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  • Nikhil Vaish

Brand Building in the Age of Activism

Updated: Jun 7

Building a brand used to be much easier in the old days before we had supercomputers in our pockets and Millennials roamed the earth.



A company simply had to create a unique identity that consisted of emotional and rational elements, then add design components like a logo and packaging, and finally develop communication that was delivered in a consistent manner across a limited number of channels. Voila!


It’s true that brand building became more complex with the advent of digital technology, but this was due more to the fragmentation of media and the need to communicate consistently across multiple and disparate offline and online channels. Perhaps, the bigger shift was that companies had to reconcile with no longer being in control of how and where consumers consumed content, and be prepared for a two-way relationship. It required brands to become more flexible and learn how to develop meaningful relationships, on their customers’ terms. However, the fundamentals pillars of brand building still pretty much remained the same.


Now, a new generation of socially conscious consumers are pushing companies to re-write their brand building playbook. Consumers expect companies to take a stand on social and political issues. 86% of people want CEOs to speak out on issues like the pandemic, automation, racial justice and climate change. They also expect private companies to help solve societal problems that in the past were squarely the domain of governments and nonprofits.


Every business still needs to be profitable to survive and none are equipped to act like an NGO. So, how do CEO’s and companies successfully build brands in this age of activism?


Not too long-ago companies were able to get away with cursory statements, or by appending a hashtag, and get credit for showing support. After last summer’s racial justice protests many companies again issued statements in support of black employees and used the #BLM hashtag (Black Lives Matter). I did a quick analysis of the executive leadership at twenty of these companies and found they had a grand total of four black executives, accounting for an abysmal three percent of senior leadership.


This fact was not lost on consumers. Criticism from the court of public opinion was swift and harsh, for everyone from Apple to Allbirds, and was not restricted to customers. Former employees at a number of companies took to social media to call out hypocrisy. The message was loud and clear - words ring hollow and count for nothing unless they are backed with tangible actions.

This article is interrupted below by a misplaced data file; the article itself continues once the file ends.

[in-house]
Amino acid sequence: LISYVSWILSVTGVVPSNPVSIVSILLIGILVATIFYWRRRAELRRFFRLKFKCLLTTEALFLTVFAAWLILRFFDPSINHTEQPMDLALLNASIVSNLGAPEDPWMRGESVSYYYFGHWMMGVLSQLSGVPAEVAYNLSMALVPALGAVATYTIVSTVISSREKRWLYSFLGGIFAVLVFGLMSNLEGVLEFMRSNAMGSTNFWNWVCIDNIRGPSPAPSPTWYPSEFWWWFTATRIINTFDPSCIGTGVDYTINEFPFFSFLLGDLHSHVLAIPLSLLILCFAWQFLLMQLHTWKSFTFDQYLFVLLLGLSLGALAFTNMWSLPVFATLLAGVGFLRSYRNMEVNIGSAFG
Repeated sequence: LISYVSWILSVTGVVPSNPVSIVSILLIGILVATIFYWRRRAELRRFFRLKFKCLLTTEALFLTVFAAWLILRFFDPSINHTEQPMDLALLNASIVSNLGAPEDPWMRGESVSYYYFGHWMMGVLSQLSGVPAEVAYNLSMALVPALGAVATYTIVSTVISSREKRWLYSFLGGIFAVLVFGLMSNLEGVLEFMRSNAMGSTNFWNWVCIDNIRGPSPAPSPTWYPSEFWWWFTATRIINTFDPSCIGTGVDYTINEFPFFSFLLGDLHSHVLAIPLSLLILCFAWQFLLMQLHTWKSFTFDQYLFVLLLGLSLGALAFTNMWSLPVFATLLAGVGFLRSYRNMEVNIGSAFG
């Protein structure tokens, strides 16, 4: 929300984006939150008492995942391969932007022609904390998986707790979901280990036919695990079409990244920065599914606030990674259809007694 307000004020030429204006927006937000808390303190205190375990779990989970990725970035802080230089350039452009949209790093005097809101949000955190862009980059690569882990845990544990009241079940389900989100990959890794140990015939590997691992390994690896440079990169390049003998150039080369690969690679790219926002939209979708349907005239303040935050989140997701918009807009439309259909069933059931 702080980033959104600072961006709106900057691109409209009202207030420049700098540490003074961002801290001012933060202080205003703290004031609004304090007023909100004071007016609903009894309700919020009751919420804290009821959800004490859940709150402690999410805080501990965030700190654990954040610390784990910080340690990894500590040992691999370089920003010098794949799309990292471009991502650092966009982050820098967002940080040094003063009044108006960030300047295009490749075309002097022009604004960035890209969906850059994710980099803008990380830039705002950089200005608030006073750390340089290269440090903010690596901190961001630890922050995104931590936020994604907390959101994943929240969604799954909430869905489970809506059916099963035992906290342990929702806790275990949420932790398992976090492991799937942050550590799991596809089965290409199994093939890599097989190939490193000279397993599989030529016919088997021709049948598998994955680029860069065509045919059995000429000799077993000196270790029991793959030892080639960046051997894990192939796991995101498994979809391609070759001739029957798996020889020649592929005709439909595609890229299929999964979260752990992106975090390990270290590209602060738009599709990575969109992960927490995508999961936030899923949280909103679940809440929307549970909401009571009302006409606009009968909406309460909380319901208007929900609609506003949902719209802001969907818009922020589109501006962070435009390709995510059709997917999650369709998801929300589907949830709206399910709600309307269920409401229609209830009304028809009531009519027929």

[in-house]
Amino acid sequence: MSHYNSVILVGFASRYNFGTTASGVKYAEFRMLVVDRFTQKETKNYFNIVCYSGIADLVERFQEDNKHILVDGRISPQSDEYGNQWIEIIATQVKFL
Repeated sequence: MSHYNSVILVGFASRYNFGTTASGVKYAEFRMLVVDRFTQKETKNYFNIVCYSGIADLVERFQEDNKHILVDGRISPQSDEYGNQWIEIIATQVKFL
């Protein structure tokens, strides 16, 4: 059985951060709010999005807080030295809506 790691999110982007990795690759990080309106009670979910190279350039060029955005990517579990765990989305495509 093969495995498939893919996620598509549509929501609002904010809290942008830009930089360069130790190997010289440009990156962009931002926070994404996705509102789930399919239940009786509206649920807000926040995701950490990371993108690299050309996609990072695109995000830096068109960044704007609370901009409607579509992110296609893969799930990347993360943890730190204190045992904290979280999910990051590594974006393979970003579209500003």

It is fair to say that ESG (Environmental, Social and Governance) is now table stakes for brands. However, those that pay lip service or offer fuzzy platitudes will be penalized, which was not the case before. Take the fashion industry which has been making loud noises about reducing their carbon footprint for years, but have done little by way of offering tangible metrics and measurable goals. The fashion industry remains the second biggest polluter on the planet, more than air travel and maritime shipping combined.


Companies will no longer be able to get away with obfuscating or soft-pedaling the realities of where they stand. Nor will they be able to get away simply with writing cheques. Only brands that have the courage both to share internal hard truths, publicly and transparently, and to follow through with real actions that have positive impacts in the communities they serve, will benefit.


Companies need to start by acknowledging how far behind they are, as the majority will be, on issues ranging from increasing corporate diversity to reducing carbon footprints. Next, they should solicit feedback from multiple quarters, including former employees and external critics, before presenting an honest assessment. Such an assessment is useless unless it is accompanied with an action plan that has measurable metrics and realistic timelines to affect change.


Rather than being faulted for acknowledging their shortcomings, these companies will be lauded. But those who wait to be pressured by employees and customers or mandated by the SEC to begin disclosing corporate diversity figures and other ESG goals will be punished.


To be clear this is not about altruism; it’s smart business. Edelman’s Brand Trust survey finds that US brands are 4x more likely to gain consumer trust when they take action on social issues. We are also seeing consumers across generations voting with their wallets, with 64% of people saying they are willing to switch or boycott a brand based purely on its social stand.


Brands that take the lead on these issues will see the positive results reflected not just across society, but also in their bottom-lines.

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